Saturday, August 23, 2008

Pervis Jackson (1938-2008), RIP

Pervis Jackson of the Spinners dies

Baritone, 70, recorded for Motown and Atlantic Records; services Monday in Detroit


For nearly five decades, Pervis Jackson's rich, low voice was the glue in the Spinners' sound, an unmistakable feature on pop, R&B and eventually oldies radio.

Friends and fellow Motown Records musicians are mourning the loss of the Detroit singer, who died "quietly and peacefully" early Monday at Sinai-Grace Hospital in Detroit, said Claudreen Jackson, his wife of 40 years. He had been diagnosed late last week with brain and liver cancer, just a month after starting to feel ill and bowing out of several Spinners dates. He was 70.

"I don't know how many people get to live their lives the way they want," said Claudreen Jackson, "but he was one of them."

His last onstage appearance was July 19, when the Spinners performed in La Habra, Calif. The group has been a fixture on the casino and festival circuit for years, typically on the road more than 200 days annually.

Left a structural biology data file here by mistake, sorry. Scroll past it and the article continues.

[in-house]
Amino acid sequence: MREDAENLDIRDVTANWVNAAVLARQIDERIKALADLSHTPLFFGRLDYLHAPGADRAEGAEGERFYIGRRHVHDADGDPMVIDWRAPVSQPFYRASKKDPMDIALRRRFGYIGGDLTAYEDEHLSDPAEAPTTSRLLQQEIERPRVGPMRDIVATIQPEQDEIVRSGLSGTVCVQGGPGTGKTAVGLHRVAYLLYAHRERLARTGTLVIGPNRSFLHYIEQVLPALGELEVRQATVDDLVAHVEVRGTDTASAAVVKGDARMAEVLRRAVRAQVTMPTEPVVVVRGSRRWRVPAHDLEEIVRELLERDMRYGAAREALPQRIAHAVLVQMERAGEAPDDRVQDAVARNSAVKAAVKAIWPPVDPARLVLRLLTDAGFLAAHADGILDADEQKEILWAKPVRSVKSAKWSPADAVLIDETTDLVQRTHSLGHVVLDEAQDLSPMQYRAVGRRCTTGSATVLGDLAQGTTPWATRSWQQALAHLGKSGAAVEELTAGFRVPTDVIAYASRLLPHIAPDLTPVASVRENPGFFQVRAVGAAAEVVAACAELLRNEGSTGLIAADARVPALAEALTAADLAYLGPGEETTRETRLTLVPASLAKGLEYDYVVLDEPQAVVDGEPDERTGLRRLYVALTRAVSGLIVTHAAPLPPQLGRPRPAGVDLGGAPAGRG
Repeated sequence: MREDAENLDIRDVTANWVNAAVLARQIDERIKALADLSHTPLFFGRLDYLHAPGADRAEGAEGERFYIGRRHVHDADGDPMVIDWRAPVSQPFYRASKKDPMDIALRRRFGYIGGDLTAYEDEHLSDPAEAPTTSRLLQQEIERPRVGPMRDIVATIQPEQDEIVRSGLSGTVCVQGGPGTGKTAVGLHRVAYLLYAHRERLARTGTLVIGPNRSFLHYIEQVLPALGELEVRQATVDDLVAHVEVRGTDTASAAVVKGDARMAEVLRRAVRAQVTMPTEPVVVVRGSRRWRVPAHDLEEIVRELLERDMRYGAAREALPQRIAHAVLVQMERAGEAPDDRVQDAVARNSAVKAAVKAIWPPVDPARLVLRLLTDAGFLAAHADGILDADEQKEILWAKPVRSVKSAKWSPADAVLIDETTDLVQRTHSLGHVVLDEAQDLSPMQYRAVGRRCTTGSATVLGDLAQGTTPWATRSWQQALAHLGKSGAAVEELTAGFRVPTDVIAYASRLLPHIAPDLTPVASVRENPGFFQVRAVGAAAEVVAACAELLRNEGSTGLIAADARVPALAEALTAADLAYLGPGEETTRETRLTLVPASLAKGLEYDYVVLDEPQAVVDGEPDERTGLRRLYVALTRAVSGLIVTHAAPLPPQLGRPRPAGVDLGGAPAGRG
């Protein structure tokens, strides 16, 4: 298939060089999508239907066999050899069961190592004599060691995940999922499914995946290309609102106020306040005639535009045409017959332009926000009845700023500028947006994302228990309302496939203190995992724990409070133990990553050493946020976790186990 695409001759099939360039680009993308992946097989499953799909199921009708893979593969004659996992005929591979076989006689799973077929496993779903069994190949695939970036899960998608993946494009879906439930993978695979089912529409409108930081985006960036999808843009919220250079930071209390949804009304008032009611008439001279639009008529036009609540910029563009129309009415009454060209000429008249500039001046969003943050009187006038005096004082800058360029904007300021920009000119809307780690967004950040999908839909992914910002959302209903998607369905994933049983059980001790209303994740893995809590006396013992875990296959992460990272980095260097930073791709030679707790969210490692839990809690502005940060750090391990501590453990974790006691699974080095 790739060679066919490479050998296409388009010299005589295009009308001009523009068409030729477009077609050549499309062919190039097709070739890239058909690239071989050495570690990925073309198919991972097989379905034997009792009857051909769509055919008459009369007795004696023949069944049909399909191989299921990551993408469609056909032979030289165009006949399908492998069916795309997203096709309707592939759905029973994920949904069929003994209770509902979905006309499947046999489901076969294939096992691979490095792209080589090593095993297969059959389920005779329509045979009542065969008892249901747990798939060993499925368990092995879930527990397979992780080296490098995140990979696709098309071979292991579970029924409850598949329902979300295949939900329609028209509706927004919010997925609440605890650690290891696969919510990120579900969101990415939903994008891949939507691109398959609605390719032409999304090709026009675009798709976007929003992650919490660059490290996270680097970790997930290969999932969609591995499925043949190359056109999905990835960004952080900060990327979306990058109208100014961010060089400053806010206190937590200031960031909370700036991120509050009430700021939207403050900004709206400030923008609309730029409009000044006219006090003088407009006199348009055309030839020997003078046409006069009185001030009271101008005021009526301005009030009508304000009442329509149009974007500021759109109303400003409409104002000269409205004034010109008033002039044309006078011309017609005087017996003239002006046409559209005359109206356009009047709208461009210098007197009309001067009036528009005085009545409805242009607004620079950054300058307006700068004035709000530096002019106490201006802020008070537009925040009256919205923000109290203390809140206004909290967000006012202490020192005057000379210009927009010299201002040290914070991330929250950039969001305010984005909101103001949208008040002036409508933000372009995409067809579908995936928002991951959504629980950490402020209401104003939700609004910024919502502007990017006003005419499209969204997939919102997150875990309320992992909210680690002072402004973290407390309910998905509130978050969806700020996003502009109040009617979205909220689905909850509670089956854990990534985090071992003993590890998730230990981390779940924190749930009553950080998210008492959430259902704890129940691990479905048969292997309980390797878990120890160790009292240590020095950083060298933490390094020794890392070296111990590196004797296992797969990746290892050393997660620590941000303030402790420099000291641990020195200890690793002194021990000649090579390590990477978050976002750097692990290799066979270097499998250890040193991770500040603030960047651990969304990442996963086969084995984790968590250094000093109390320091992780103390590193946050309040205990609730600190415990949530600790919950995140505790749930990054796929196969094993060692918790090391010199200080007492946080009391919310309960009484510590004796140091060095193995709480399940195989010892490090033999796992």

Surviving him in the group are fellow original members Henry Fambrough and Bobbie Smith. Founding member Billy Henderson died in February 2007.

It's the second loss this year in the Spinners' extended family: Longtime manager Buddy Allen died at his New York home in March. His son, Steve Allen, worked as the group's road manager for several years.

"Pervis was the classiest, nicest, most perfect gentleman," Steve Allen said. "He never let the fame and the glory years go to his head."

Known to friends and associates as "Mr. 12:45" -- a nod to his trademark lyric in the hit "They Just Can't Stop It (Games People Play)" -- Jackson was heralded as a consummate professional, making time to mingle with fans and serving as the group's de facto spokesman.

"He always said: 'When the people come to see you, they've done their part. It's up to you to keep them,' " said Claudreen Jackson.

One of the greatest R&B groups ever. Thank you, gentlemen.